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For Congress members, divisive news is a hit on Facebook

A Pew study looks at Facebook posts from members of Congress and finds that posts with links to national news outlets may be reinforcing the political divide.

Congress members on Facebook find the most success with posts that widen the political gap, finds the Pew Research Center.
Claudia Cruz/CNET

For Congress members, widening the political gap appears to lead to success on Facebook.

People on Facebook shared and liked posts from politicians more often if they contained links to national news outlets on the most liberal or most conservative ends of the political spectrum, according to a study by the Pew Research Center. 

"The Facebook audience re-shared those posts 21 percent and 22 percent more often than if the stories came from outlets that fell in the middle of the score's range," the Pew Research Center said in its study.  

The Pew Research Center looked at 447,684 Facebook posts from members of Congress between January 2015 and July 2017. Of those, Pew found 42,219 that linked to stories from national news outlets. Researchers at Pew also set up a range to measure news outlets' political ideologies.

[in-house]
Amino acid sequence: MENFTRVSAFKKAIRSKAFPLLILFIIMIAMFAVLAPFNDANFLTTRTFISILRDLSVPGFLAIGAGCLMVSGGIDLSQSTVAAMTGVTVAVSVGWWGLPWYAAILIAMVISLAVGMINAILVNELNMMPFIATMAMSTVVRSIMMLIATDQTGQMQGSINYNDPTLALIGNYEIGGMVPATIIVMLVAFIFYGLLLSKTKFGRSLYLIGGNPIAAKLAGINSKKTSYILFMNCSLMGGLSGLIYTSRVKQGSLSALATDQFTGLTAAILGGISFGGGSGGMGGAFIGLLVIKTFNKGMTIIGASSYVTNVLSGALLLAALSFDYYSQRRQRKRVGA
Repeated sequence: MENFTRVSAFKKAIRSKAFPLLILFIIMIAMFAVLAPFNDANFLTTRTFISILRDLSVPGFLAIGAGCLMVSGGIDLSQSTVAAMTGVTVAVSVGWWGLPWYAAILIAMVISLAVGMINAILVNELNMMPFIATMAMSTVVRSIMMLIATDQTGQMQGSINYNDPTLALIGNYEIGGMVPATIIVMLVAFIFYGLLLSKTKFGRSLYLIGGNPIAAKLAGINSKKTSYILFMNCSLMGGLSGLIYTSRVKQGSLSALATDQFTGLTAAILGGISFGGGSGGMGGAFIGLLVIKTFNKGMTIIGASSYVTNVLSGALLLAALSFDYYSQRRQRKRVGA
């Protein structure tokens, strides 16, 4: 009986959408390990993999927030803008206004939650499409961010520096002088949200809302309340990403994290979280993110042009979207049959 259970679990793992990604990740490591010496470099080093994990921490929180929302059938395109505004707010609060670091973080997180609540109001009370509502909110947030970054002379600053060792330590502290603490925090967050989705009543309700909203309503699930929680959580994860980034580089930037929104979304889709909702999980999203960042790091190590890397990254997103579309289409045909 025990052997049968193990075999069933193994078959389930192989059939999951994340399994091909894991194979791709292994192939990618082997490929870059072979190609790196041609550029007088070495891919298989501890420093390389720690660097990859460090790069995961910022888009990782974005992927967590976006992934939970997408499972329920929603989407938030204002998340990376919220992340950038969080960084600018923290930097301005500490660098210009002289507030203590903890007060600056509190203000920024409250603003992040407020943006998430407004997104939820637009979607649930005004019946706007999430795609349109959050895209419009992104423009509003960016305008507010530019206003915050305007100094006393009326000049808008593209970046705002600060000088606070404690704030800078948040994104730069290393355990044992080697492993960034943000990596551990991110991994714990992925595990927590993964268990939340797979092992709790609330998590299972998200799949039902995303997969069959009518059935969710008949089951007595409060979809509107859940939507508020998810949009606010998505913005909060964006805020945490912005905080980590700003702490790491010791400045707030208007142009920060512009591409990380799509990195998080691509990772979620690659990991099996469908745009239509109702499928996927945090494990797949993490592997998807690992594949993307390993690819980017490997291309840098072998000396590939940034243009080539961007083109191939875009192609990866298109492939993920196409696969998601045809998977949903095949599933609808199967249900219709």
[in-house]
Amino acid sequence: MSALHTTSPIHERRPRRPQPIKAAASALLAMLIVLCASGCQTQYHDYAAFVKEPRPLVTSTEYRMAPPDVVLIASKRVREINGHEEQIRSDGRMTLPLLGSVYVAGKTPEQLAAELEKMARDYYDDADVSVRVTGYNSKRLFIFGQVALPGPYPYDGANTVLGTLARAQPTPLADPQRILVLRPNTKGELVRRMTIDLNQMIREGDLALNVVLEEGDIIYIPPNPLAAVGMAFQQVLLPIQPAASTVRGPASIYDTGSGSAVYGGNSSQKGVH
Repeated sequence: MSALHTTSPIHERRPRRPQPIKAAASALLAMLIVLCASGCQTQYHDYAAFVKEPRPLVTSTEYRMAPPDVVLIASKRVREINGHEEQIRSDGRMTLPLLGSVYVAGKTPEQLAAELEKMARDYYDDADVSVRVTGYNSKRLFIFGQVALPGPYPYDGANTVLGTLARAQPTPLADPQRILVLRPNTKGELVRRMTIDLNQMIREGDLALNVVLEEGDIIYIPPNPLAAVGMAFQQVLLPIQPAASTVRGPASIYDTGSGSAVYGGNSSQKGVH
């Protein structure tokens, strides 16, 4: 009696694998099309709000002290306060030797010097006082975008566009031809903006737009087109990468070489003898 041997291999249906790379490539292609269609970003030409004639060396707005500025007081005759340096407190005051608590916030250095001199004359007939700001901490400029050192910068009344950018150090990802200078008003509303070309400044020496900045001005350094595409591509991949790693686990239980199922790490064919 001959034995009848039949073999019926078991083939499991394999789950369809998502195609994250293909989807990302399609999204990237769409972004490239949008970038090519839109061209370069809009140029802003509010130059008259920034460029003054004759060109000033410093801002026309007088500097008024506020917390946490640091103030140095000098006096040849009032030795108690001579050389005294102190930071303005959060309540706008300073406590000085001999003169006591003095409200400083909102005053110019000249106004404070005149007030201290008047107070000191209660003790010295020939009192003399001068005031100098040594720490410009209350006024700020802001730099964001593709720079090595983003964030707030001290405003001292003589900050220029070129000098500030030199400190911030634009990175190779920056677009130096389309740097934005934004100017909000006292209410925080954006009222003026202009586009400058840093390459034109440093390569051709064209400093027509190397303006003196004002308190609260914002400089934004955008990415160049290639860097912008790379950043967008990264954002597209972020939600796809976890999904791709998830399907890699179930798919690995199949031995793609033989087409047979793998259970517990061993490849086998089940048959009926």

Pew Research Center

The researchers found that posts with links from "the most liberal or conservative" news outlets got more shares and likes. And any time Congress members tried to close the political gap by posting links and articles from another perspective, engagement for both Democrats and Republicans fell by 17 percent and 18 percent, respectively.

Researchers looked at posts linking to websites like Breitbart and Fox News, which were predominantly shared by Republican members. Articles from sites like Vox and Huffington Post were almost exclusively shared by Democrats. 

Nearly nearly -- 48 percent -- of the "links to national news outlets that members of Congress shared on Facebook were to outlets predominantly linked to by members of just one party," according to the study. And 5 percent of those news links pointed to sources "exclusively" shared by members of one political party.

The study suggests the way politicians use Facebook could actually be widening the political divide, an issue Congress brought up last month during hearings on Capitol Hill about Russian propaganda on social media sites.

"The new analysis finds some evidence that the ways that Facebook audiences interact with congressional posts containing news links may be modestly reinforcing the ideological divide," researchers said.

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